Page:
1-2-3 Come Do Some "Wemberly Worried" Activities With Me
No matter what grade I taught, to get students excited about writing, all I had to do was incorporate a bit of craftiness, to get & hold their attention.
With that in mind, I designed these super-fun writing prompt craftivities, which were inspired by Kevin Henkes’ book, “Wemberly Worried”, an all-time favorite back to school story.
I think realizing that others also have fears, helps children not feel so alone when dealing with their own emotions; especially if they find someone who shares the same worry (Like Wemberly & Jewel).
Hopefully, these various writing prompts will provide cathartic fun.
1. There are 14 cover options for the “Sometimes I worry about…” craftivity, which includes 5 girl & 5 boy patterns.
Students color & draw in the facial features. There’s also a generic pattern, plus one featuring Wemberly, as well as a blank template where students can draw themselves inside the “worry circle”.
The cover is then glued to the top of their writing prompt so it flips up.
2. So that you can do a variety of quick, easy & fun writing activities throughout the week, I’ve also included 4, “point of view” postcards, where students pretend they are Wemberly and then write a postcard to a classmate.
3. Students need to know that everyone worries; it’s normal and there are coping skills to help. Which is why I also designed the “Flip the Face” (Mice Advice) craftivity.
Students color, cut and glue Wemberly’s face together, so that it flips up to reveal something they do to help with their worries.
I think this prompt is easier for students to “share” because they feel they are helping others.
4. As another story extension, I’ve also included several Venn diagram options, where students compare Jewel with Wemberly, as well as Wemberly to themselves.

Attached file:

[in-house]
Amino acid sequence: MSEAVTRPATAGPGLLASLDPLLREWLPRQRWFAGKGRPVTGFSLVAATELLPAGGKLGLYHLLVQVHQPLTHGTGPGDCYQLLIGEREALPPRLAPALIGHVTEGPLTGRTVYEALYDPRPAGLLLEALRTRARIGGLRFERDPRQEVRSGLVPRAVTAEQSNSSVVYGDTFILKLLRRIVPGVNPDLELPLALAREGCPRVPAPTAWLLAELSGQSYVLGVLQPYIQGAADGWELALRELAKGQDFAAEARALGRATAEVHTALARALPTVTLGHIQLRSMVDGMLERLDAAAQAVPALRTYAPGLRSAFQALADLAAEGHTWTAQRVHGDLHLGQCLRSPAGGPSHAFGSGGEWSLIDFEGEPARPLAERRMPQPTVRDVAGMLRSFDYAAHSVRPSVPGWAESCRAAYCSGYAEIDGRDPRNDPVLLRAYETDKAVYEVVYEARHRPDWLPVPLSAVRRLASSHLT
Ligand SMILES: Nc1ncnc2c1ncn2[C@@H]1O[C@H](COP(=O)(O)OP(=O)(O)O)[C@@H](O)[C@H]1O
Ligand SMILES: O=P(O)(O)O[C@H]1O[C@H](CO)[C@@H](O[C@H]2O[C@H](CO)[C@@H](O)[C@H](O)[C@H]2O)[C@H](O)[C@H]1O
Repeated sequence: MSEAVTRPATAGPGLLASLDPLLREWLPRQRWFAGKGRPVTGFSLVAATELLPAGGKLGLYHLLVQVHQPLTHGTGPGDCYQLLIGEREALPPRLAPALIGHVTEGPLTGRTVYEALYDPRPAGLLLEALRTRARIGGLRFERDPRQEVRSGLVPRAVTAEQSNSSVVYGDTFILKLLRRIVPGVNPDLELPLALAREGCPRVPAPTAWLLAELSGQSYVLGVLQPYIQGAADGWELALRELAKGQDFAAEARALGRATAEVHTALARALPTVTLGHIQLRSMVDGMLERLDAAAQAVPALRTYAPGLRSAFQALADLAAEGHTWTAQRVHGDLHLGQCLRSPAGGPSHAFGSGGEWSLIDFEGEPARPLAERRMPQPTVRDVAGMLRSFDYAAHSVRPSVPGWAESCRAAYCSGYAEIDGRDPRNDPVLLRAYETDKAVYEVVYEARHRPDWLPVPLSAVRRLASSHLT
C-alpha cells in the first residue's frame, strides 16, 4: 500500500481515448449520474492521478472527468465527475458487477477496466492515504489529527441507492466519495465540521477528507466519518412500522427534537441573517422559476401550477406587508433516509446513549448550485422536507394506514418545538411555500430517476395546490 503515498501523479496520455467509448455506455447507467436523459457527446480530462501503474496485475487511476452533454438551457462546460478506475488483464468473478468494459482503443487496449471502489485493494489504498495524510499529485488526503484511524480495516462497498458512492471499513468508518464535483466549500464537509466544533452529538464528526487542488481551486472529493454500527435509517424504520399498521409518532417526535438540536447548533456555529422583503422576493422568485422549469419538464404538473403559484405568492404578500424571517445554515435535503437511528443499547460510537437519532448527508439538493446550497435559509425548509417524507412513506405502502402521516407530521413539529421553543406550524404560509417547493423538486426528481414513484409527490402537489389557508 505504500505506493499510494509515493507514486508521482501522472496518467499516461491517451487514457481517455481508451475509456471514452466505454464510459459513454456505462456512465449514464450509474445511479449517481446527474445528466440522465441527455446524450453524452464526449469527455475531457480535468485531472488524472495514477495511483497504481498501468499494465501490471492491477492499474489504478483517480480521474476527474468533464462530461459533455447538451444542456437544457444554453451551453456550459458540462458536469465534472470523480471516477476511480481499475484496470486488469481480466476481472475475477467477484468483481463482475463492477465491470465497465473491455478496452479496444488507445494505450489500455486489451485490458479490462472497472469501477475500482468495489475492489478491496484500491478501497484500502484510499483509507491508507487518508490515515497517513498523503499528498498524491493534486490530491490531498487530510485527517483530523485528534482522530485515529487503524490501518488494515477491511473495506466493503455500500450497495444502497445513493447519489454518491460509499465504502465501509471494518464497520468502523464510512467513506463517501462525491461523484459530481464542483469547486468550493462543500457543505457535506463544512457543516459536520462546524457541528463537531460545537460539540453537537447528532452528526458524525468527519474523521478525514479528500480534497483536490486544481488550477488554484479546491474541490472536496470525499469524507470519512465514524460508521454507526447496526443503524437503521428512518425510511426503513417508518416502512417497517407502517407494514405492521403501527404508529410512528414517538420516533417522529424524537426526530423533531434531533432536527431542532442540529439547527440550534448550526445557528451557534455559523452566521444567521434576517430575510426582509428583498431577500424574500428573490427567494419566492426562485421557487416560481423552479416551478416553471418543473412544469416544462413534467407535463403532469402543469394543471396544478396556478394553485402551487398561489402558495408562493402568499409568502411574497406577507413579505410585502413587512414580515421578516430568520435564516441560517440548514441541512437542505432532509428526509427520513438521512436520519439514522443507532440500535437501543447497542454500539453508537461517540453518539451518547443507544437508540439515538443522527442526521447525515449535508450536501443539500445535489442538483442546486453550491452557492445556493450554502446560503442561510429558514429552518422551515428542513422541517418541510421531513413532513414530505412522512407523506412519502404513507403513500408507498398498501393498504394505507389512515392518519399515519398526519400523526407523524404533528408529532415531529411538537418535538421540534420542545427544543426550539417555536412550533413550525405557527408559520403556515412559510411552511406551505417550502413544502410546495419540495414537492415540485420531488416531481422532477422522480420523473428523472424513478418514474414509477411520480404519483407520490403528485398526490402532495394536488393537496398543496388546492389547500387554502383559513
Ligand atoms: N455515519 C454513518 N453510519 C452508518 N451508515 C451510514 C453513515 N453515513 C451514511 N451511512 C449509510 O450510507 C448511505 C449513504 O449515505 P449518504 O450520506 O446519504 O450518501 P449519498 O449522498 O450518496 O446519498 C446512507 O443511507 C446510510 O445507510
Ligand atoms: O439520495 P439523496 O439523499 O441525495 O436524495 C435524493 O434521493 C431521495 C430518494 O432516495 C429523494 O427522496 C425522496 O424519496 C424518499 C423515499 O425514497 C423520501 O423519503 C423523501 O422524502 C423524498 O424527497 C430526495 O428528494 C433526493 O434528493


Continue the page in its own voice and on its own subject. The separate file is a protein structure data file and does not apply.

For a fun icebreaker, have students partner up, and do the “Venn Friend” activity, which make an adorable back to school bulletin board.
5. A discussion helps to alleviate fears as well, so I’ve included a whole-group activity, comparing young people’s worries with those of adults.
6. To help get rid of worries, I’ve also included 2 worksheet options, where students write their worries on a large W or “pencil page”, then rip their worries into small pieces, ball them up into a wad, then “toss their cares into the trash”.
7. On the same order, is “Give your worry warts away”, where students give their warts to Wharton the toad, who never worries about anything.
The warts are simply colorful stickers they sprinkle on one of two toad options.
To expedite coloring, I ran the patterns off on tan construction paper. Students add some shading with crayons.
On the back of Wharton, they write down 3-8 worries that they have, numbering them as they go.
The "worry ball" that Wharton sits on says: Don't Worry Be "HOppy". While students are working, I play Bobby McFerrin's song. Click the link to have a listen.
I've included several photo posters of real toads to help introduce your lesson, then later they can spice up your bulletin board display.
The packet includes:
* A “Chalk” behavior modification, positive reinforcement activity, that will help promote working as a team to achieve a desired goal, building self-esteem at the same time.
* Black & White “color me” headers, for a sidewalk chalk treat Baggie, as well as patterns in full color for preschool, kindergarten, & first grade, with a blank template for you to fill in with any other grade. I’ve also included a generic one you can give at anytime of the year.
* A “Chalk Talk” bear poster you can write a daily message on.
* A “Chalk Talk” kitten poster wishing children a “purrr-fect” day. Plus...
* 2, Chalk Talk ("I had a nice time at school today. These are a few of the things that I did:" ) writing prompt worksheets.
Well that's it for today. Thanks for stopping by.
It's the middle of August, so my feet have hit the floor running. My "To Do" list is way too long, but it's also a ton of fun.
Wishing you a zippidy-do-dah kind of day, filled with lots of zip and not so much "to do" dah.
"You're off to great places. Today is your day. Your mountain is waiting so get on your way!" - Dr. Seuss